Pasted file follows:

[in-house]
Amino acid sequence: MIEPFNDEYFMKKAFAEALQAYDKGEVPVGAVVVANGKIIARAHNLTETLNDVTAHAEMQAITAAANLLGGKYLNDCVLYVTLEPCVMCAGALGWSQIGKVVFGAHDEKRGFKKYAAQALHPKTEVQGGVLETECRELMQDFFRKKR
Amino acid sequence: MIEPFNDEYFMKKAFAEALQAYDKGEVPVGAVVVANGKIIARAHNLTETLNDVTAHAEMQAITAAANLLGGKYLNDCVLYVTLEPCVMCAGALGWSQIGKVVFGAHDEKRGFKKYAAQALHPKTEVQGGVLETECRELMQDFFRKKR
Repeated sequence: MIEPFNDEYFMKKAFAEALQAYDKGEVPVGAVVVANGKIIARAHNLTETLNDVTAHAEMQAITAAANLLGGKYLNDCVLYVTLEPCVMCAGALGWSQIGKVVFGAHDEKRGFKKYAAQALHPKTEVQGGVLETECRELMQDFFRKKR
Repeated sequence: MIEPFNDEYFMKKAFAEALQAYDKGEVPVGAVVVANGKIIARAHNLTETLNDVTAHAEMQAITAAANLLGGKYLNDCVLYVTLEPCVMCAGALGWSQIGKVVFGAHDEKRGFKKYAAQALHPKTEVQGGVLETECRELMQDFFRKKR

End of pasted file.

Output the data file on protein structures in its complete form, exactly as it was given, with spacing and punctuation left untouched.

[in-house]
Amino acid sequence: MIEPFNDEYFMKKAFAEALQAYDKGEVPVGAVVVANGKIIARAHNLTETLNDVTAHAEMQAITAAANLLGGKYLNDCVLYVTLEPCVMCAGALGWSQIGKVVFGAHDEKRGFKKYAAQALHPKTEVQGGVLETECRELMQDFFRKKR
Amino acid sequence: MIEPFNDEYFMKKAFAEALQAYDKGEVPVGAVVVANGKIIARAHNLTETLNDVTAHAEMQAITAAANLLGGKYLNDCVLYVTLEPCVMCAGALGWSQIGKVVFGAHDEKRGFKKYAAQALHPKTEVQGGVLETECRELMQDFFRKKR
Repeated sequence: MIEPFNDEYFMKKAFAEALQAYDKGEVPVGAVVVANGKIIARAHNLTETLNDVTAHAEMQAITAAANLLGGKYLNDCVLYVTLEPCVMCAGALGWSQIGKVVFGAHDEKRGFKKYAAQALHPKTEVQGGVLETECRELMQDFFRKKR
Repeated sequence: MIEPFNDEYFMKKAFAEALQAYDKGEVPVGAVVVANGKIIARAHNLTETLNDVTAHAEMQAITAAANLLGGKYLNDCVLYVTLEPCVMCAGALGWSQIGKVVFGAHDEKRGFKKYAAQALHPKTEVQGGVLETECRELMQDFFRKKR